Let’s see what can be done in the MSH

I will continue to explore the capabilities of that new platform in the following days.


Interesting but Underrated

Monday, 27 March 2006

Microsoft Appeals Korea Fair Trade Commission Decision
http://www.microsoft.com/presspass/press/2006/mar06/03-26KFTCAppealPR.mspx

First Mouse Without a Click, Silicone Padded
http://translate.google.com/translate?u=…anguage_tools

First Martian HiRes Images
http://mpfwww.jpl.nasa.gov/mro/

Solid State Disks can store up to 32 Gbytes
http://www.heise.de/english/newsticker/news/71149


Second Life.. in no way an OS

Monday, 27 March 2006

My 0.02€ on what I read over here: http://scobleizer.wordpress.com/2006/03/27/second-life-is-an-os/

Being a "Platform inside a Platform" may be true, but then again every MMOG might become an OS. I for one am an avid player, as much as time allows, of EVE Online.

We have a player driven economy there, we have player owned structures, we have player run starbases, we have a ingame radio channel, we have out of game lootshop for ingame items/cash.. the list goes on.
Everybody is free, completly.
Given enough time invested we can recreate every situation we want.

But then, there is a red line, maybe THE red line.

All in all our online lives are entrys in a database, our characters, our ships, our assets. Everything can be reduced to a line in a table, referenced by or referencing to other lines in other tables.

Summing it all up:

We have an interface of medium complexity:
some mouse clicking, menues to a maximum depth of 3, a very intuitive style of chosing the own actions

With this interface we accomplish very complex tasks:
Fullfilling sell/buy orders, Killing pirates/other players for interstellar kredits (isk), running our starbases, defending our territories, having a good time online alltogether, having fun

The output of such complex tasks on the opposite is very simple:
It's our beloved lines in the database.

So, what good is a platform inside a platform as an OS when it just increases the complexity to get simple things done?


The Atlas Framework

Saturday, 25 March 2006

Words cannot describe how much this rocks.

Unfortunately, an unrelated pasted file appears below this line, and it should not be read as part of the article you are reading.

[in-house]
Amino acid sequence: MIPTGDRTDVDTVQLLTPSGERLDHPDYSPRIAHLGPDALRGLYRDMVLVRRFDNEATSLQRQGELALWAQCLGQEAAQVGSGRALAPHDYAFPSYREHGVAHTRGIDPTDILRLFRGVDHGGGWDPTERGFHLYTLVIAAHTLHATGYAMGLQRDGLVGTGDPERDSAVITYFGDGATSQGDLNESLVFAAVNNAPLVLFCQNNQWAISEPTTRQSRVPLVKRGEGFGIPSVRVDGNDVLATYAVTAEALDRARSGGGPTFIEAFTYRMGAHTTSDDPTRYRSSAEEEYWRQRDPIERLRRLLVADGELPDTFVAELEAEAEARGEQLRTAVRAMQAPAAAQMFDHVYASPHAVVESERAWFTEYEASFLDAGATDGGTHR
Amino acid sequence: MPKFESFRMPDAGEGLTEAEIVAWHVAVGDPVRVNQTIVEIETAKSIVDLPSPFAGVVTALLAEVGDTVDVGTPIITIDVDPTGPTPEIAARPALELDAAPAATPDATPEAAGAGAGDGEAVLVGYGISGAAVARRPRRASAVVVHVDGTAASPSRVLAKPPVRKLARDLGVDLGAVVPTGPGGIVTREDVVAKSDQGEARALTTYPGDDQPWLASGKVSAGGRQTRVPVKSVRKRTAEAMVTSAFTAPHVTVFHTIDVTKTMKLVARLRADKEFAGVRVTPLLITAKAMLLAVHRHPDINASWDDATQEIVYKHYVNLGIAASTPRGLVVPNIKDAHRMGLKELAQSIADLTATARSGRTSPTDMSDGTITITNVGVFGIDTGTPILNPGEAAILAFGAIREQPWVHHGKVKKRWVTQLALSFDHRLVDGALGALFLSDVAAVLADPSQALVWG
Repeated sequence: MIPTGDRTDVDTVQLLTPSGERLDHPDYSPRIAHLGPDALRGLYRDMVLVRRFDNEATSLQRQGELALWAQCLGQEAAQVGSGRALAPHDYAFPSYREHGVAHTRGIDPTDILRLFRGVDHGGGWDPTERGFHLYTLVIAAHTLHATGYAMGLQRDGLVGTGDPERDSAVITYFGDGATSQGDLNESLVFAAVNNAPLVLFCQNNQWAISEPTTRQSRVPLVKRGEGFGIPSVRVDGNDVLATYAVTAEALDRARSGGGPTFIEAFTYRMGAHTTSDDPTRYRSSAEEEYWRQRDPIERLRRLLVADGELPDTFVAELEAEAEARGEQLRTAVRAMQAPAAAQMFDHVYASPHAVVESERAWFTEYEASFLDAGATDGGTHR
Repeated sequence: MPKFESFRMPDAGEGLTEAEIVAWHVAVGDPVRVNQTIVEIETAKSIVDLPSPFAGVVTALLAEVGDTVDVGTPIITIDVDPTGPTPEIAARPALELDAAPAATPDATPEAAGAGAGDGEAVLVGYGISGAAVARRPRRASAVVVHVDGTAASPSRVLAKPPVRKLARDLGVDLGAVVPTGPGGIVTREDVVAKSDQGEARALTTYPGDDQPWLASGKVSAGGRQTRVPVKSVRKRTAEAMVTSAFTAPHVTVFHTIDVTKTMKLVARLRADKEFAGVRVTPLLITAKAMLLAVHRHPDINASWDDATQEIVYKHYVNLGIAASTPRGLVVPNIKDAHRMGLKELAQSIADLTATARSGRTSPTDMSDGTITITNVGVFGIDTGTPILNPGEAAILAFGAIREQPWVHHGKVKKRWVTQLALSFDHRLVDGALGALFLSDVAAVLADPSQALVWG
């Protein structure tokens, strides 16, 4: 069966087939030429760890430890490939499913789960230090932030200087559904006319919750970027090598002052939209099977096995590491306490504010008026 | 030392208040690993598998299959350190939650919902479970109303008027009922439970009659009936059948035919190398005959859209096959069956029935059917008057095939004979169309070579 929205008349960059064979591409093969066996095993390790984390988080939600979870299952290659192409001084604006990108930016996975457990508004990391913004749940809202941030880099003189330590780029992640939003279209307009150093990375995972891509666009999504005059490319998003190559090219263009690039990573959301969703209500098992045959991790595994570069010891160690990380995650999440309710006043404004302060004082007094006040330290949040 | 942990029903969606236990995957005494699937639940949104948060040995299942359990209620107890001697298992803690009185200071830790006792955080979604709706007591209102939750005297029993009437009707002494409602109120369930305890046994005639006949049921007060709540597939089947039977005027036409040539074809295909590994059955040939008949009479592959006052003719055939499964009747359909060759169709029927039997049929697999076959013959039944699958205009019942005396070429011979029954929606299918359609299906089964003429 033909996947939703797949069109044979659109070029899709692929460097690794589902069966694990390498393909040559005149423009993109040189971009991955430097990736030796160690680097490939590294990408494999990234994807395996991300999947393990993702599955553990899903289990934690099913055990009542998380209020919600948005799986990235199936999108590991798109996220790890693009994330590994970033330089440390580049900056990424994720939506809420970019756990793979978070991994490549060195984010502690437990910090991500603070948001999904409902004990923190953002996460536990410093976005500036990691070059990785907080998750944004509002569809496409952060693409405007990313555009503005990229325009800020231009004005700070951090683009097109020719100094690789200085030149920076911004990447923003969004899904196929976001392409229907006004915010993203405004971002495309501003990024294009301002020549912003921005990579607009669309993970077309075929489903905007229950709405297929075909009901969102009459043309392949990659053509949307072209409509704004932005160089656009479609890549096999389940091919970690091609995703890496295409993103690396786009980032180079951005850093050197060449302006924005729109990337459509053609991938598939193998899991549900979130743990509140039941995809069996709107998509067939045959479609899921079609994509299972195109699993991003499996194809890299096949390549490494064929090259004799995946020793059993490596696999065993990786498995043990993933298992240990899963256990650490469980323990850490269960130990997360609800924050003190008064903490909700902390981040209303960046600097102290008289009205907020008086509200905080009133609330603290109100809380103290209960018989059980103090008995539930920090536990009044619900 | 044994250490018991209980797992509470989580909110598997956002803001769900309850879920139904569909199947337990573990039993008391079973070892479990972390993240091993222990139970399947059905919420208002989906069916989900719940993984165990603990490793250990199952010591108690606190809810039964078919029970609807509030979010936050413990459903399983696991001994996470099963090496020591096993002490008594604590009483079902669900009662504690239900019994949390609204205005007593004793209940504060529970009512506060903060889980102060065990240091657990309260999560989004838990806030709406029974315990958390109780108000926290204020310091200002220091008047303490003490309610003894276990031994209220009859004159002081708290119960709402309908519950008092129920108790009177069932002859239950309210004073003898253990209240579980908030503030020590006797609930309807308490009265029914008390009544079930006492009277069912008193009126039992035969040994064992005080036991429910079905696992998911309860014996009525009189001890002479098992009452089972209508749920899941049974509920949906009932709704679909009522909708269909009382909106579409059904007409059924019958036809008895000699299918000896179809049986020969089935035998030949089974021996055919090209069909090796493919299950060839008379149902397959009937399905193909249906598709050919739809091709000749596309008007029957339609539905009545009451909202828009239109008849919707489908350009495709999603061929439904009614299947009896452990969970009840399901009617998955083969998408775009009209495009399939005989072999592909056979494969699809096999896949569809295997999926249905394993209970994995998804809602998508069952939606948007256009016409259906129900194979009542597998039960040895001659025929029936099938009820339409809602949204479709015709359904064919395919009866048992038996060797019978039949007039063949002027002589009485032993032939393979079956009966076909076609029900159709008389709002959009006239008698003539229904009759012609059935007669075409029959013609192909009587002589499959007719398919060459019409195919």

Empowering people to write browser independent code including all ajax bells and whistles with *VERY* few lines of code make me very happy.

Check out the site, including a very cool demo video here: http://atlas.asp.net/Default.aspx?tabid=47


DFS-R & Shadow Copies = DPM?

Friday, 24 March 2006

After reading this post I rembered that I tested the Data Protection Manager when it was still beta, I never thought about it much more, I use DFS-R for backup/data collection needs now.

How you ask? Well I guess I was thinking a bit out of the box when I designed this "backup" solution.

Let me start with the production server, I have roughly 800GB of data I have to backup daily and keep for at least 6 month. 5 month in weekly snapshots, the most recent 30 days in 12 hour snapshots.

So I set up shadow copies on the production server, one at 11:30am and one at 04:00am, that gives me my 30 days fine grain "backup".
For obvious reasons I wanted the long term backup be availible at all times, easily restoreable.
This is where DFS-R comes in. I replicate over gigabit ethernet to my backup server, using 128mbit during work hours and the full pipe during off peak hours.
The backup server creates a shadow copy once a week, giving me my > 6 month backup.

Things to consider:
The DFS staging folders on both servers are on their own physical RAID 10 arrays, so are the shadow copies.
Staging quota is set to 300GB, shadow copy storage to 300GB on the production and 500GB (more changes over time) on the backup server.

All in all I can say I really trust this solution. Yes, it's expensive but I know it's there when I need it 🙂

Time to see if the DPM can catch up with that level of convenience.


Nice one, Bill

Thursday, 23 March 2006

Watch Bill Gates as he gets very excited talking to Tim OReilly after his keynote speech at the MIX06

Clickey